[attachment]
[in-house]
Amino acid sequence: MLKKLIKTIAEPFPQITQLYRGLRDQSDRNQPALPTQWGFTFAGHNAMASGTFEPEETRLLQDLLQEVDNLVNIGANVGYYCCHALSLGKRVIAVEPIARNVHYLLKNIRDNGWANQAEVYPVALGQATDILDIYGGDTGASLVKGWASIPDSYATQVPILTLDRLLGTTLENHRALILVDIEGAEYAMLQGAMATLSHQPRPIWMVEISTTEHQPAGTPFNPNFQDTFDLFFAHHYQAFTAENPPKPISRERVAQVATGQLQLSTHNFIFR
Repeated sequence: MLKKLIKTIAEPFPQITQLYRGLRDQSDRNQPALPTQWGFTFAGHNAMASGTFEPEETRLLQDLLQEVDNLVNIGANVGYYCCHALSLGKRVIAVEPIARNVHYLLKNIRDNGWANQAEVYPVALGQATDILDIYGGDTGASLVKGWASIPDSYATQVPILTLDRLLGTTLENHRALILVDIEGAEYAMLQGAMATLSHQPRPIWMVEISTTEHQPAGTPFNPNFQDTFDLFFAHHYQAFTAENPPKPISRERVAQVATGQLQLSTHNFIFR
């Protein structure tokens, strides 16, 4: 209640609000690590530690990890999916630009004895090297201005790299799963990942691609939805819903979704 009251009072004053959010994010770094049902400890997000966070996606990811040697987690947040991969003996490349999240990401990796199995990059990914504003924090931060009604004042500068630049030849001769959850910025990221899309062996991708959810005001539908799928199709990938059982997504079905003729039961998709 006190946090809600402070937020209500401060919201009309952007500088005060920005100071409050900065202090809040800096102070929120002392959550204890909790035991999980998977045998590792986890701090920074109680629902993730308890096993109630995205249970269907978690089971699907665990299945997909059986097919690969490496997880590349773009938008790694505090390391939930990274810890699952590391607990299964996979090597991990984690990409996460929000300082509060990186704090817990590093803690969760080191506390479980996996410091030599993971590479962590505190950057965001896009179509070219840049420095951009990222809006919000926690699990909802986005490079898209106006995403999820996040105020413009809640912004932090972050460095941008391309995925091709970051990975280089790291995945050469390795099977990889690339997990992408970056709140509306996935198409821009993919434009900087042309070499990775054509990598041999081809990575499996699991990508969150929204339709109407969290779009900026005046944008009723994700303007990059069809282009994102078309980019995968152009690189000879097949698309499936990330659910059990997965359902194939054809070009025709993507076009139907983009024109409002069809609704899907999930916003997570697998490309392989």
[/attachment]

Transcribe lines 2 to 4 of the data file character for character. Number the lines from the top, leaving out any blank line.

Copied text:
Amino acid sequence: MLKKLIKTIAEPFPQITQLYRGLRDQSDRNQPALPTQWGFTFAGHNAMASGTFEPEETRLLQDLLQEVDNLVNIGANVGYYCCHALSLGKRVIAVEPIARNVHYLLKNIRDNGWANQAEVYPVALGQATDILDIYGGDTGASLVKGWASIPDSYATQVPILTLDRLLGTTLENHRALILVDIEGAEYAMLQGAMATLSHQPRPIWMVEISTTEHQPAGTPFNPNFQDTFDLFFAHHYQAFTAENPPKPISRERVAQVATGQLQLSTHNFIFR
Repeated sequence: MLKKLIKTIAEPFPQITQLYRGLRDQSDRNQPALPTQWGFTFAGHNAMASGTFEPEETRLLQDLLQEVDNLVNIGANVGYYCCHALSLGKRVIAVEPIARNVHYLLKNIRDNGWANQAEVYPVALGQATDILDIYGGDTGASLVKGWASIPDSYATQVPILTLDRLLGTTLENHRALILVDIEGAEYAMLQGAMATLSHQPRPIWMVEISTTEHQPAGTPFNPNFQDTFDLFFAHHYQAFTAENPPKPISRERVAQVATGQLQLSTHNFIFR
């Protein structure tokens, strides 16, 4: 209640609000690590530690990890999916630009004895090297201005790299799963990942691609939805819903979704 009251009072004053959010994010770094049902400890997000966070996606990811040697987690947040991969003996490349999240990401990796199995990059990914504003924090931060009604004042500068630049030849001769959850910025990221899309062996991708959810005001539908799928199709990938059982997504079905003729039961998709 006190946090809600402070937020209500401060919201009309952007500088005060920005100071409050900065202090809040800096102070929120002392959550204890909790035991999980998977045998590792986890701090920074109680629902993730308890096993109630995205249970269907978690089971699907665990299945997909059986097919690969490496997880590349773009938008790694505090390391939930990274810890699952590391607990299964996979090597991990984690990409996460929000300082509060990186704090817990590093803690969760080191506390479980996996410091030599993971590479962590505190950057965001896009179509070219840049420095951009990222809006919000926690699990909802986005490079898209106006995403999820996040105020413009809640912004932090972050460095941008391309995925091709970051990975280089790291995945050469390795099977990889690339997990992408970056709140509306996935198409821009993919434009900087042309070499990775054509990598041999081809990575499996699991990508969150929204339709109407969290779009900026005046944008009723994700303007990059069809282009994102078309980019995968152009690189000879097949698309499936990330659910059990997965359902194939054809070009025709993507076009139907983009024109409002069809609704899907999930916003997570697998490309392989």